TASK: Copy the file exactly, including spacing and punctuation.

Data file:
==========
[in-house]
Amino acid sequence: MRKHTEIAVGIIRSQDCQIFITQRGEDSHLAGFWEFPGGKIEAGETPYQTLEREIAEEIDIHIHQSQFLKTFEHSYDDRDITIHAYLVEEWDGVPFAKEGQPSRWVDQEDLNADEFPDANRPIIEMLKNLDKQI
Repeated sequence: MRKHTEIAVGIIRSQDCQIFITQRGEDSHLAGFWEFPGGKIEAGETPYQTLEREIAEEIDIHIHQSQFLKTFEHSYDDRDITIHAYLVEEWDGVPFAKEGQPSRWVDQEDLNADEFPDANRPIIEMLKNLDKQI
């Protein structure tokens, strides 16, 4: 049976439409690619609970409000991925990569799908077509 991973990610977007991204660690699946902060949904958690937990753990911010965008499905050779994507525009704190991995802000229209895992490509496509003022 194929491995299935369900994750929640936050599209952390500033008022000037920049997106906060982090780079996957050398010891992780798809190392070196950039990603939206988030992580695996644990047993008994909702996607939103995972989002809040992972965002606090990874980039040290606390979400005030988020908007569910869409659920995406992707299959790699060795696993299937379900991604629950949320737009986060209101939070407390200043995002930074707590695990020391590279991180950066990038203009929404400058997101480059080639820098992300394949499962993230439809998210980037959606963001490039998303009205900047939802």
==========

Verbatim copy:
[in-house]
Amino acid sequence: MRKHTEIAVGIIRSQDCQIFITQRGEDSHLAGFWEFPGGKIEAGETPYQTLEREIAEEIDIHIHQSQFLKTFEHSYDDRDITIHAYLVEEWDGVPFAKEGQPSRWVDQEDLNADEFPDANRPIIEMLKNLDKQI
Repeated sequence: MRKHTEIAVGIIRSQDCQIFITQRGEDSHLAGFWEFPGGKIEAGETPYQTLEREIAEEIDIHIHQSQFLKTFEHSYDDRDITIHAYLVEEWDGVPFAKEGQPSRWVDQEDLNADEFPDANRPIIEMLKNLDKQI
């Protein structure tokens, strides 16, 4: 049976439409690619609970409000991925990569799908077509 991973990610977007991204660690699946902060949904958690937990753990911010965008499905050779994507525009704190991995802000229209895992490509496509003022 194929491995299935369900994750929640936050599209952390500033008022000037920049997106906060982090780079996957050398010891992780798809190392070196950039990603939206988030992580695996644990047993008994909702996607939103995972989002809040992972965002606090990874980039040290606390979400005030988020908007569910869409659920995406992707299959790699060795696993299937379900991604629950949320737009986060209101939070407390200043995002930074707590695990020391590279991180950066990038203009929404400058997101480059080639820098992300394949499962993230439809998210980037959606963001490039998303009205900047939802």